But it isn’t just double-standards, or the grotesque politicization of almost every institution in Canada that now catches the eye of the world. It is, as I mentioned at the start, the unbearable stupidity which seems to have trickled down from the top of government downwards.
Take that bizarre moment most in 2021 that I know most Canadians would wish to forget about. The moment when the country went into a bizarre moral panic after one totally unverified report claimed to have found numerous graves near residential schools run by the Catholic Church in areas with First Nations communities. That one unverified report was based on ground penetration radar that was wholly inconclusive. Nevertheless the country went into one of the most disturbing moral panics since Salem.
Canadian media ran reports of the discovery of “mass graves” containing the bodies of children. How many churches were burned as a result? Some estimates say over 80, across the country. These included churches built by First Nations peoples. But it was Canadian authorities that fanned these fires. It was a Canadian law professor who called the burnings “resistance to extreme and systemic injustice.” It was a New Brunswick radio host who demanded “Burn the churches down.” It was the head of the British Columbia Civil Liberties Association and a former volunteer at the Newfoundland Canadian Bar Association who said “Burn it all down.” And it was Gerald Butts — friend and advisor to your Prime Minister — who said that although burning down churches may not be advisable it was certainly “understandable.”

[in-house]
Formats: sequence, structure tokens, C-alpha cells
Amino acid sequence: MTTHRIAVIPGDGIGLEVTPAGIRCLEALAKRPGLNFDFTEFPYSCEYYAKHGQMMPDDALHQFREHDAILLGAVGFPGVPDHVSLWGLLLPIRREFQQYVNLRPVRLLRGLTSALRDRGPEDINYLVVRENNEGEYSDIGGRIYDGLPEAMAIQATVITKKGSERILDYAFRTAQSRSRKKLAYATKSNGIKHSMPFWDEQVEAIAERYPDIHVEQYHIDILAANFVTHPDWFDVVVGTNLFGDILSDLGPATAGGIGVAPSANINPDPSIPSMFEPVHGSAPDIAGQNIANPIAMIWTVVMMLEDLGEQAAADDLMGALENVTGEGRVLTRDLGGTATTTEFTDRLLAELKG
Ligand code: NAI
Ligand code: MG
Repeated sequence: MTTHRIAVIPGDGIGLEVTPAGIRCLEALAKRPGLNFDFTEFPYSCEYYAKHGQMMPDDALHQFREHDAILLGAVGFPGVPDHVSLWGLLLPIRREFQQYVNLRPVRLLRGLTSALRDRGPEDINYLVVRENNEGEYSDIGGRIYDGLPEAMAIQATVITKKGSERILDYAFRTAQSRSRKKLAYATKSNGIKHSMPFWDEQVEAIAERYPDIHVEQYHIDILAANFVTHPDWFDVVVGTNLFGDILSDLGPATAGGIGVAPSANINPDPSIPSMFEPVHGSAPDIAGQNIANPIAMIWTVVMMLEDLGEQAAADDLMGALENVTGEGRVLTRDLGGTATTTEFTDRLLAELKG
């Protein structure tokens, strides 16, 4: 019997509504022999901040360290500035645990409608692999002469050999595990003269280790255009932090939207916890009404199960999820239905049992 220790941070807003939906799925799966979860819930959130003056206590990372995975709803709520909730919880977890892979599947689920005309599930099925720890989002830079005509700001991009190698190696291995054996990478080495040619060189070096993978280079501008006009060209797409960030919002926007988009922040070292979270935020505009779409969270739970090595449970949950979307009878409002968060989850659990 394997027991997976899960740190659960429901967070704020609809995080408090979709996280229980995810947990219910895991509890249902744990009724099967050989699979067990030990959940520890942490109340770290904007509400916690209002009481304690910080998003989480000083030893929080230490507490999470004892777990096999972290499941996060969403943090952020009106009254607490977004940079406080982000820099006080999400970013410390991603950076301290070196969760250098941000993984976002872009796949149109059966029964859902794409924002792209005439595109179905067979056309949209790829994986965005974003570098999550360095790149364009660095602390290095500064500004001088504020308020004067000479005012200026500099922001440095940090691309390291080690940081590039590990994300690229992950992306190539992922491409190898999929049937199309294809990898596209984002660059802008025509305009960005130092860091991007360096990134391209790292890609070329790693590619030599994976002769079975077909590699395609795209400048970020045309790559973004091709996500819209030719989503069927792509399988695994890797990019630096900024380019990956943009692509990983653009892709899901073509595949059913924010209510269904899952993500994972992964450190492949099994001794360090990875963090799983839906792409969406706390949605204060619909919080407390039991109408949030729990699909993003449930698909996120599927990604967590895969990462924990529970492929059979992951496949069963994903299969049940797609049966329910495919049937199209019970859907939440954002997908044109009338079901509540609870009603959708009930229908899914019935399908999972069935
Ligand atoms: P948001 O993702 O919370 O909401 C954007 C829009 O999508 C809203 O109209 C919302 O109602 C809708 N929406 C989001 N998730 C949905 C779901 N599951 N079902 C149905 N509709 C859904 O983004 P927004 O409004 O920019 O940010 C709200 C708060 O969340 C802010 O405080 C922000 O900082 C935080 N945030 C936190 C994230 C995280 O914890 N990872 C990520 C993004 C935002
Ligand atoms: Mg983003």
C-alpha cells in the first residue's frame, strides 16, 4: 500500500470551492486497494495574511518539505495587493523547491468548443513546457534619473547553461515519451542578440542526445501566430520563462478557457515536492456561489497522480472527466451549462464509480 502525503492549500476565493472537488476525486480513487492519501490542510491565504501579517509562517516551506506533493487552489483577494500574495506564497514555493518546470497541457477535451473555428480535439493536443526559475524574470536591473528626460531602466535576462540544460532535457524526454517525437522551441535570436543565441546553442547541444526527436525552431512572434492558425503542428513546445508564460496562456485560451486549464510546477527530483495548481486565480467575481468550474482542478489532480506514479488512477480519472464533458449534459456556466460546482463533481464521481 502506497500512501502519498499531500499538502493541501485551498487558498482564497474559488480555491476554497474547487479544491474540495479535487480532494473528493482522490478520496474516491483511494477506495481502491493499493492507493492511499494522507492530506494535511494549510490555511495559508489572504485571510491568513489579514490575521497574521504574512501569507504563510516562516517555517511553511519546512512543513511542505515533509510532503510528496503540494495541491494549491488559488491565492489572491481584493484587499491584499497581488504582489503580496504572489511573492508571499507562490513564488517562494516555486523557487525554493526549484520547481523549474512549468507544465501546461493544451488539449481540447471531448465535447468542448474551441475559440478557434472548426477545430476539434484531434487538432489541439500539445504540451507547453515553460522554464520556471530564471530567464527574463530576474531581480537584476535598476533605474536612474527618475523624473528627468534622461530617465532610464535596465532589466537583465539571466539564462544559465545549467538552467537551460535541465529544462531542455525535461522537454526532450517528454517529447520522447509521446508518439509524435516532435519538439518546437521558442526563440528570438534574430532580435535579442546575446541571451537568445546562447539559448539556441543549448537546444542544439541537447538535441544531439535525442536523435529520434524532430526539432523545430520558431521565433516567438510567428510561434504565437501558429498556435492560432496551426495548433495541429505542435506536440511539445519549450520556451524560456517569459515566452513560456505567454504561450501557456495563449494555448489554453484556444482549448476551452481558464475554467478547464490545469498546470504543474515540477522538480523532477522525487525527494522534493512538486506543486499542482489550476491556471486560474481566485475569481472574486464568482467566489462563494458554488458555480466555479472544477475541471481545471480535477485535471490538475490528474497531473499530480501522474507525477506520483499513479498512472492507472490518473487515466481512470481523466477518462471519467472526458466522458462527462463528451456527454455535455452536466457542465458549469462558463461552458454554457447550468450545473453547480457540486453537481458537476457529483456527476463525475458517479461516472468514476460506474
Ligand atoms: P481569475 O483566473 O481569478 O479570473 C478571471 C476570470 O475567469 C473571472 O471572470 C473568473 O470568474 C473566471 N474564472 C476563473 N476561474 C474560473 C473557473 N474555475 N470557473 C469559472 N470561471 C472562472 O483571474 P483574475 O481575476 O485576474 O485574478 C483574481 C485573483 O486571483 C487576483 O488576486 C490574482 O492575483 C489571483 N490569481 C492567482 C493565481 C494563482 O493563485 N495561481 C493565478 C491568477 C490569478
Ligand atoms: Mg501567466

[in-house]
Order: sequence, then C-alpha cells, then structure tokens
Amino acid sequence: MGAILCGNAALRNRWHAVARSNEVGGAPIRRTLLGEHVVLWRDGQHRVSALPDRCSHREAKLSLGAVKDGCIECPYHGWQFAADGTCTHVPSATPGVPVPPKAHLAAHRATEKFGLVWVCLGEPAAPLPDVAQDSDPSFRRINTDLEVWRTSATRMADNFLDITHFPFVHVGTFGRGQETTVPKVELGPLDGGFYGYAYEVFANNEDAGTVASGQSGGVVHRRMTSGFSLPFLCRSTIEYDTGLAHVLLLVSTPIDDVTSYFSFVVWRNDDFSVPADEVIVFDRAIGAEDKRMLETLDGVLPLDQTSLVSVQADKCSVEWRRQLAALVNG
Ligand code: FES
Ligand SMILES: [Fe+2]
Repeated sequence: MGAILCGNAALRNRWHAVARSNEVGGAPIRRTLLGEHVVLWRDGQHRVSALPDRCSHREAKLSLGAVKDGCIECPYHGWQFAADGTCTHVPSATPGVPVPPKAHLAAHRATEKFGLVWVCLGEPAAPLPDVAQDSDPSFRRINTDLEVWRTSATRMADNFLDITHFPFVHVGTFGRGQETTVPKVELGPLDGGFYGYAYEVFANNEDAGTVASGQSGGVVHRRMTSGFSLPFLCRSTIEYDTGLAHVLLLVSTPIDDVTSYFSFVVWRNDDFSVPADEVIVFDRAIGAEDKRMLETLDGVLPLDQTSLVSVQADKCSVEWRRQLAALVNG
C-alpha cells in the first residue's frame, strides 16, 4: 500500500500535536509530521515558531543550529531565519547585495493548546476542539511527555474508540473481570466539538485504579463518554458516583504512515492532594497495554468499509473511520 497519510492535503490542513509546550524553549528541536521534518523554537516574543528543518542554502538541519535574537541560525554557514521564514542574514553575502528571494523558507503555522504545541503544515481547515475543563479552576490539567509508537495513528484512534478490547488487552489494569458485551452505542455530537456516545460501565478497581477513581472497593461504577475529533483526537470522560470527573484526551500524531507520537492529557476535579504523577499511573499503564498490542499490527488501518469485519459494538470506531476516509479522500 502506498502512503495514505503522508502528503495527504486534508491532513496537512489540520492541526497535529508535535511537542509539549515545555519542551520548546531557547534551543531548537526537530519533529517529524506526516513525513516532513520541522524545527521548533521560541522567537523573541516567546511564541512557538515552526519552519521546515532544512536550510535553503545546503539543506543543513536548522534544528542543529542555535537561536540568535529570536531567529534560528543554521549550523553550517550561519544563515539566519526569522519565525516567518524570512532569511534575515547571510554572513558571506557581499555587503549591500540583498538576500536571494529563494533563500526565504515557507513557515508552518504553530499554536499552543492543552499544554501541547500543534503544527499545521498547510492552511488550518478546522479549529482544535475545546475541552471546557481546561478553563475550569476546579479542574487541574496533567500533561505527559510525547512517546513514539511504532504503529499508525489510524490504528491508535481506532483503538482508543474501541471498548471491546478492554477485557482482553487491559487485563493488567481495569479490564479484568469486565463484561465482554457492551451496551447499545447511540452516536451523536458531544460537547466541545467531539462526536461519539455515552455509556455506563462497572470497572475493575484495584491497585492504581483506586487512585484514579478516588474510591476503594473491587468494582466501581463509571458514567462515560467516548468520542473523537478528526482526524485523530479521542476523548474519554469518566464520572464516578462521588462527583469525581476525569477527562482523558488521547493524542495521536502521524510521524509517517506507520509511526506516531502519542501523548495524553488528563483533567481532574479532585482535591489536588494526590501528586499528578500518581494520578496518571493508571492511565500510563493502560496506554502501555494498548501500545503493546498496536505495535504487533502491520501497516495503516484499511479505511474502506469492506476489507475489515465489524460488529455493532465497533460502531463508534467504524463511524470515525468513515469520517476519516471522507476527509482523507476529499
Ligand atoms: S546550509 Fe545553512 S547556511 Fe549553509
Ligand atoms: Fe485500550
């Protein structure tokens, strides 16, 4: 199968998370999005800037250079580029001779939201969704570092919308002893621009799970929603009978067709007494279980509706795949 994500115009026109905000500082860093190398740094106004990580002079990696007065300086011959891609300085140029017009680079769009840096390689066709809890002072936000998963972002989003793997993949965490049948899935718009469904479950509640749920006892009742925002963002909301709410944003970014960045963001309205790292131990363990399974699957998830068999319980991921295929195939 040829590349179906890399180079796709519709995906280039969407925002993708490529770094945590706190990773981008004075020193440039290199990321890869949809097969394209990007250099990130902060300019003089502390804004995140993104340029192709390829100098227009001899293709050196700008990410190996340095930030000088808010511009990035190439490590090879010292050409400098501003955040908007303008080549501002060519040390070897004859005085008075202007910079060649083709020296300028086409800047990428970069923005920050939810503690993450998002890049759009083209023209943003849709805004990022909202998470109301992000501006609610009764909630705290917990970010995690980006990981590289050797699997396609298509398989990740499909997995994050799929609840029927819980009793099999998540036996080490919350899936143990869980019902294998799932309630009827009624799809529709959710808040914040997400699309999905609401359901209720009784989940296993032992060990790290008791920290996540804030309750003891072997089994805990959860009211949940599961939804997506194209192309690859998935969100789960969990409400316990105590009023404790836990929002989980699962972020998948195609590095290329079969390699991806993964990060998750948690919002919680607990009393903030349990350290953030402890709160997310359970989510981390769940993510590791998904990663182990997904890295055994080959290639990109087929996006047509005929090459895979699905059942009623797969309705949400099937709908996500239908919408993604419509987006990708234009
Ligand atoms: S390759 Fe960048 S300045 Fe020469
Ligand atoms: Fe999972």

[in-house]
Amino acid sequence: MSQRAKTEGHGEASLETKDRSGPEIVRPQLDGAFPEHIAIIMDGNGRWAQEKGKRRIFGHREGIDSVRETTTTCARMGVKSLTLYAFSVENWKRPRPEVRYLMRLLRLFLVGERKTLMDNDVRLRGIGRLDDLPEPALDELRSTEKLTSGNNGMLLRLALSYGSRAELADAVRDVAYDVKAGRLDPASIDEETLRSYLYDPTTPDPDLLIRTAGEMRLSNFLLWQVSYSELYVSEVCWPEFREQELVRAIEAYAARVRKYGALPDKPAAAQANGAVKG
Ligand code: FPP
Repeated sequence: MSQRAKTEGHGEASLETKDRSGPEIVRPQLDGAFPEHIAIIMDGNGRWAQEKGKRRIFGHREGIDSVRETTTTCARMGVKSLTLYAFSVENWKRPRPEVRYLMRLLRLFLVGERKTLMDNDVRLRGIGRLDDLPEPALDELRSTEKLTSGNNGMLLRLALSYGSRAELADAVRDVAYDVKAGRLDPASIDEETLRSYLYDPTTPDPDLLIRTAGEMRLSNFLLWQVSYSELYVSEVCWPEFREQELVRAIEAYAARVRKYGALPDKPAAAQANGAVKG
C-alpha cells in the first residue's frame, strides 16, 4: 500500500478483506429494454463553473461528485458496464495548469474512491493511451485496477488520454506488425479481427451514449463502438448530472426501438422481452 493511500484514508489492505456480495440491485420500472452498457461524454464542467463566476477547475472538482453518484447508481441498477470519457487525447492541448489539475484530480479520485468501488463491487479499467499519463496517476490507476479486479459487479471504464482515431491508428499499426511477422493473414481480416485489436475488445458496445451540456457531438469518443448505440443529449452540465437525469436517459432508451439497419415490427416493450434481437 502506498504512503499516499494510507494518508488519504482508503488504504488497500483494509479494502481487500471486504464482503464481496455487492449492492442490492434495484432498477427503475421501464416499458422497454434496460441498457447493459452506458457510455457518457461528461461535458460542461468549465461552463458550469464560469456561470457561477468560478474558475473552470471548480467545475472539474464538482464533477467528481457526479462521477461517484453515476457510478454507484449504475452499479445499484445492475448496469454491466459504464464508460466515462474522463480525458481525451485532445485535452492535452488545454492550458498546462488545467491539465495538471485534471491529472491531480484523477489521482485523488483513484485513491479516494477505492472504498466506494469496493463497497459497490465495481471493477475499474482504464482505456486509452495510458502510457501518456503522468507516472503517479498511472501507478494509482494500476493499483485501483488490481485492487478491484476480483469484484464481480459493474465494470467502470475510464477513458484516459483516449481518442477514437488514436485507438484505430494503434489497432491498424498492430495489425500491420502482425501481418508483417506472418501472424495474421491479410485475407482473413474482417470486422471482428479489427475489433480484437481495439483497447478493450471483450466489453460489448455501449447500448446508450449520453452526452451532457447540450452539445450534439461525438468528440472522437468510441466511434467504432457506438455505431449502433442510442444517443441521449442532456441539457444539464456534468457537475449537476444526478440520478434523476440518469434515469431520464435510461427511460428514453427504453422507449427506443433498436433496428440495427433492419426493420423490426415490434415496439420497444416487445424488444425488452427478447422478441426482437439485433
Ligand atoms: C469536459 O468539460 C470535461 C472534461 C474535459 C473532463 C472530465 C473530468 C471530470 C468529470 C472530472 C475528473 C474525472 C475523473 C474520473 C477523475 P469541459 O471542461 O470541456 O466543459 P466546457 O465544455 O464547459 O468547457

These are the sort of consequences you get from a society wallowing in unutterable ignorance.
Why, at such a moment, were there not prominent figures with some guts and some knowledge of your country´s history even willing to stand in front of the mob and shout “stop”? Why was the mob not confronted by people saying “You know what — the residential schools were not in fact set up to murder Indigenous children.” Or at the very least saying “Let us wait to consider some evidence.”
None — or very little — of this happened. And all this in a society whose leaders seem to believe that they understand so much about “hate” and “hate speech” that they can actually put a stop to it once and forever if Canadians just put their shoulder to the wheel hard enough.
My suspicion is that very few Canadians are aware of quite how bizarre the rest of the world now finds the country. When it thinks of it at all it sees is a country that used to be renowned for its liberalism now most noted for its proto-authoritarianism. A country whose leaders think they can root out nastiness wherever they find it and are not even informed enough not to give a standing ovation to a former member of the SS.
I could go on. But this jeremiad is really just to say that the problems that Canada is now going through at home and on the world stage seem to come from one deep well-spring. Canadian society is filled with opinion yet utterly lacking in wisdom. This includes any knowledge of the world’s history — but most crucially an increasing ignorance of your own country’s history. I hope this can be turned around. Most things can be. But a country which used to be regarded as dull but decent now looks indecent and lead by dullards.
Douglas Murray is the author, most recently, of “The War on the West” (Harper Collins).